What Dedicated IP or IP Type do I need?

The world of Dedicated IP addresses can get quite confusing for the average user; most VPN providers offer shared IPs only, but some providers offer you the option to buy your own IP; there are a few to choose from, DC IPs, Residential IPs, Static IPs and Streaming IPs; not sure of the terminology? We will try to help you understand. A Dedicated IP should be a single IP address that only you will use (in most cases) – it’s a great idea if you want to browse the web “cleanly” without the hassles of captcha, stream your favourite shows more efficiently or secure access to servers and web applications.

However, several IP address-type add-ons VPN providers offer might get even more confusing in how they name or describe them. We will try to differentiate each IP type and explain the differences and recommended use cases before we get to the Dedicated IP lingo on VPN provider websites.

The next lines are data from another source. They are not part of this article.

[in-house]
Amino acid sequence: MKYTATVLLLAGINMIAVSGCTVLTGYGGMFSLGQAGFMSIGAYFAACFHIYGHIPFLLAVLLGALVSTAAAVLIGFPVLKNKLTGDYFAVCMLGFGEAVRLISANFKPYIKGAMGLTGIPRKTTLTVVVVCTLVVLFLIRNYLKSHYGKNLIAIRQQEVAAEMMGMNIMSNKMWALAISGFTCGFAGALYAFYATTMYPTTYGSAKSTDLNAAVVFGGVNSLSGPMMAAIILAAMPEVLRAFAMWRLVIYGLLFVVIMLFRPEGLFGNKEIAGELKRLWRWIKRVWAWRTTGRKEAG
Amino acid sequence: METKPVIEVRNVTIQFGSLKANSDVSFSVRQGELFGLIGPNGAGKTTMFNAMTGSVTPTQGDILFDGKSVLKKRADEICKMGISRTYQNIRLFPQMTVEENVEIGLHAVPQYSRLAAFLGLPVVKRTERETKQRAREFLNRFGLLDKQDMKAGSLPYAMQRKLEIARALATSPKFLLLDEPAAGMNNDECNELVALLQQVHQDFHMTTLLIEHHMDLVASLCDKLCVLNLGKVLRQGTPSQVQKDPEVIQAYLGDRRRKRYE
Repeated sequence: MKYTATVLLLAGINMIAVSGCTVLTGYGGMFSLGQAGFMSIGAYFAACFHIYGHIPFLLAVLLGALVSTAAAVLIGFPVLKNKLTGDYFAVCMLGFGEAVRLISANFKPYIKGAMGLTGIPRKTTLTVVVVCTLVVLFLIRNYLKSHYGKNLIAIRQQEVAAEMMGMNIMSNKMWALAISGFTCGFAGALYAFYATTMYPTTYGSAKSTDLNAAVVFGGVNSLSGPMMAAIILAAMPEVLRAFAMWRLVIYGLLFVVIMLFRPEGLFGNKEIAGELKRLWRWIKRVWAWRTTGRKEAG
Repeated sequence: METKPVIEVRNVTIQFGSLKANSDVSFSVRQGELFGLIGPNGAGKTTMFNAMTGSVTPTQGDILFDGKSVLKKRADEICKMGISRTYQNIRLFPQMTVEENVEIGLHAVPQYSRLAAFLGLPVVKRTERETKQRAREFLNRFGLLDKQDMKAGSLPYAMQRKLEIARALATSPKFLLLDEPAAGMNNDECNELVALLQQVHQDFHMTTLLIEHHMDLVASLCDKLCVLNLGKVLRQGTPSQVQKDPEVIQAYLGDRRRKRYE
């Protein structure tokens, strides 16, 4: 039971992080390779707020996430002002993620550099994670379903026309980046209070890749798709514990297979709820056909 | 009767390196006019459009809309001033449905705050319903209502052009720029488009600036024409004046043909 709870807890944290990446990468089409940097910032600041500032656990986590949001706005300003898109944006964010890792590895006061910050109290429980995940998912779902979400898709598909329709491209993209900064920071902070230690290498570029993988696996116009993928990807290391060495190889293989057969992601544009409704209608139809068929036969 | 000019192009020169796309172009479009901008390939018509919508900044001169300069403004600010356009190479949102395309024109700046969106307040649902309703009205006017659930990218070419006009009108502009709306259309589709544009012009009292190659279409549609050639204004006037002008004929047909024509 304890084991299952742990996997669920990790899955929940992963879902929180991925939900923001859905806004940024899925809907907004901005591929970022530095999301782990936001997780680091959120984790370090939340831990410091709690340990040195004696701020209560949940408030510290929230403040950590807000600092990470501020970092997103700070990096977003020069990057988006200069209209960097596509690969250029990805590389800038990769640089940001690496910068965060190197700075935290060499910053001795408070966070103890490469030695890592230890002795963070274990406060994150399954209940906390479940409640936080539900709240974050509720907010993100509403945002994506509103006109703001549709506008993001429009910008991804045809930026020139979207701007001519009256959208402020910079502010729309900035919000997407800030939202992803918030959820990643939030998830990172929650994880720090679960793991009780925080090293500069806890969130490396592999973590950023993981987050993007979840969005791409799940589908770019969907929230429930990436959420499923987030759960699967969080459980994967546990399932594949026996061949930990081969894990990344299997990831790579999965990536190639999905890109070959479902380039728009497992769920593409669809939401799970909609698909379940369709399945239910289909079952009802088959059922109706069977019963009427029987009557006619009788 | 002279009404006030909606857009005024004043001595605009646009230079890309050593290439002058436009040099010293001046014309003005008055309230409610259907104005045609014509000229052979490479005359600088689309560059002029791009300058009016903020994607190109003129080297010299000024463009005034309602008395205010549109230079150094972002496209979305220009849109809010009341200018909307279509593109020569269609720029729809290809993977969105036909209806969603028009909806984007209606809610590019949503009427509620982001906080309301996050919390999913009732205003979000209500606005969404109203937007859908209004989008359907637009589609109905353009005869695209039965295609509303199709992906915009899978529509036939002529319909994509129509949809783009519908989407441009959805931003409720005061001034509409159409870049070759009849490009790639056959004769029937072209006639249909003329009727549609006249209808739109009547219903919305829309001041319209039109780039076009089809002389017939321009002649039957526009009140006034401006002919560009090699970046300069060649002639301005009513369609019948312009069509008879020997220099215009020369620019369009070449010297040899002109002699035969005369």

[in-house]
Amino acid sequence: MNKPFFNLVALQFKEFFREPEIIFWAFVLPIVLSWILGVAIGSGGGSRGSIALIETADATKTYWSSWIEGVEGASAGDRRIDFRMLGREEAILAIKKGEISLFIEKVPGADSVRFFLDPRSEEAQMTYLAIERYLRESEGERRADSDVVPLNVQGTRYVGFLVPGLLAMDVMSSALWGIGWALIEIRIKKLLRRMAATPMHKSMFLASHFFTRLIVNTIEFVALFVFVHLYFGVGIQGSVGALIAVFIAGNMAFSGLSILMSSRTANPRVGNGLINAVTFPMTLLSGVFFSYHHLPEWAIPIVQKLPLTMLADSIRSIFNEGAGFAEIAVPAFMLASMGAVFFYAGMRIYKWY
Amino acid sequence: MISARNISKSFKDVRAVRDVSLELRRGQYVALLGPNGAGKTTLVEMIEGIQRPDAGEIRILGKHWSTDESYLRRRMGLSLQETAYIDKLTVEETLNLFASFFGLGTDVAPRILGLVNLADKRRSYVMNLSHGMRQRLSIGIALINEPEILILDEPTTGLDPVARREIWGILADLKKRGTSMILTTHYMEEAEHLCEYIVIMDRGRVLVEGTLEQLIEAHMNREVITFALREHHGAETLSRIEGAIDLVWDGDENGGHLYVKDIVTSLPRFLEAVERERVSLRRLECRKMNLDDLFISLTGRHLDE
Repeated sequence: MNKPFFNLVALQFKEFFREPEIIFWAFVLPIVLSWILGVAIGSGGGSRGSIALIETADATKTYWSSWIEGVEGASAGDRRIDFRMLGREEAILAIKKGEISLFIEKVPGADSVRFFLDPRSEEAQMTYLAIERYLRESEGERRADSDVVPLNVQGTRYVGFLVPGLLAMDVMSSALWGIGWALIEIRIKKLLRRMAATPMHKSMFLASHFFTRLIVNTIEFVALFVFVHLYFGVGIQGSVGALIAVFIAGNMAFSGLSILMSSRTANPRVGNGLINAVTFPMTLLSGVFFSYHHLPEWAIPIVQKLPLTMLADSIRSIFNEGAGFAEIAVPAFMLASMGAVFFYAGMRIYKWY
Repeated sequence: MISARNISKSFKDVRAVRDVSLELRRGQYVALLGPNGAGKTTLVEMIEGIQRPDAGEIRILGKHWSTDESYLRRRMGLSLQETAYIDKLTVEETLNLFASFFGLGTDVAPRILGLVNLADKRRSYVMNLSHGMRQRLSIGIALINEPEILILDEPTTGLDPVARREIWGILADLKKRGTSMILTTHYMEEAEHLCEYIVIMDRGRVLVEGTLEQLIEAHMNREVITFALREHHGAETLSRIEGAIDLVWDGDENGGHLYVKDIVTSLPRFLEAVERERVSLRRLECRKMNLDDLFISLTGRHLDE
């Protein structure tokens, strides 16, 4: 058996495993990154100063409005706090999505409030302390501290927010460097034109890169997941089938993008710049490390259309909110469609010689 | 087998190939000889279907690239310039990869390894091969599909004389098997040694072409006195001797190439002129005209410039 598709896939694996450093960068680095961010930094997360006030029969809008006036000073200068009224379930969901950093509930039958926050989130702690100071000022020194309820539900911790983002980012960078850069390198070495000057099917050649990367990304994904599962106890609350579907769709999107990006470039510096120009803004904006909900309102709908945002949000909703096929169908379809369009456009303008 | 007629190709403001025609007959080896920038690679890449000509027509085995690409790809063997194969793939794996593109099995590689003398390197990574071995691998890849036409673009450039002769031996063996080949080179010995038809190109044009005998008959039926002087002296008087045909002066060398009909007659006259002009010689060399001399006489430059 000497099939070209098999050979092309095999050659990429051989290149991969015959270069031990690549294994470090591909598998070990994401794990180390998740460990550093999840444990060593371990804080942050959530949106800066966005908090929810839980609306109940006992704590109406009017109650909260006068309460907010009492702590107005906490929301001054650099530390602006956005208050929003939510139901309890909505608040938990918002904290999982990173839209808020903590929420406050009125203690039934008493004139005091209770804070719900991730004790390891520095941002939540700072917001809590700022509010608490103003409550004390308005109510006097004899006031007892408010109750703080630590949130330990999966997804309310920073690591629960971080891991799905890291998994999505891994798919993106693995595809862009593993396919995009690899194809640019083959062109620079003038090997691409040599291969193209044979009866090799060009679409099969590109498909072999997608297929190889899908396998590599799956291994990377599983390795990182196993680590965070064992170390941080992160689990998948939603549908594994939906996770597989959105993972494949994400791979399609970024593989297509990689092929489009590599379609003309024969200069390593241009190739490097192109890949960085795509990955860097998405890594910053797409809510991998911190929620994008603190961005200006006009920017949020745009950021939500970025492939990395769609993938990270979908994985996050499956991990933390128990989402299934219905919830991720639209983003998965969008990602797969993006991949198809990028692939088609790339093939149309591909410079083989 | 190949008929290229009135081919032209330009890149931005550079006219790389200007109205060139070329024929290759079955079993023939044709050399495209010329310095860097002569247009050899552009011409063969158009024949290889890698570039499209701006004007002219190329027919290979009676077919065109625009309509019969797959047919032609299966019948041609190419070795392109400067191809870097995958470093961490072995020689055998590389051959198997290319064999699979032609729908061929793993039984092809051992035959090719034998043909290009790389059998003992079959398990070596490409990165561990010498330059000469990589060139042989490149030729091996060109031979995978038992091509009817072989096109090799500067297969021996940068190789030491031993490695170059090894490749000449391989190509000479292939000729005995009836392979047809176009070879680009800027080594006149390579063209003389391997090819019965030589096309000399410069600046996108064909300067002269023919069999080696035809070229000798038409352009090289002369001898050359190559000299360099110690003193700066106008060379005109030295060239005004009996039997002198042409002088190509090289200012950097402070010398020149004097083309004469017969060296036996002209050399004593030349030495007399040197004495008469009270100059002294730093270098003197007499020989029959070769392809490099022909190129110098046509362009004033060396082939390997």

IP addresses are one of the fundamental building blocks of the internet but could pose a potential security liability if an attacker were to get ahold of yours hence why you should use a VPN. An IP address is a long string of numbers assigned to every device connected to a network that uses Internet Protocol as the medium for communication; it’s the digital world’s equivalent of the mailing address associated with your home or workplace.

We must first explain the IP types – each IP type can affect your online experience depending on the use case; if you use the IP mainly for security and accessing servers or applications through a firewall, then any IP type will work for you. Each IP type carries the same security as others. There is no difference from a security perspective.

Datacenter IP (DC IP):

You may have heard the term DC IP on various websites; this basically means the IP address is owned by a web hosting provider whose business is renting servers, providing cloud services or regular web hosting. All hosting companies are assigned an ASN number, a short number that identifies a specific provider and all IPs they own, kinda like a business licence. To block that provider, you block the ASN.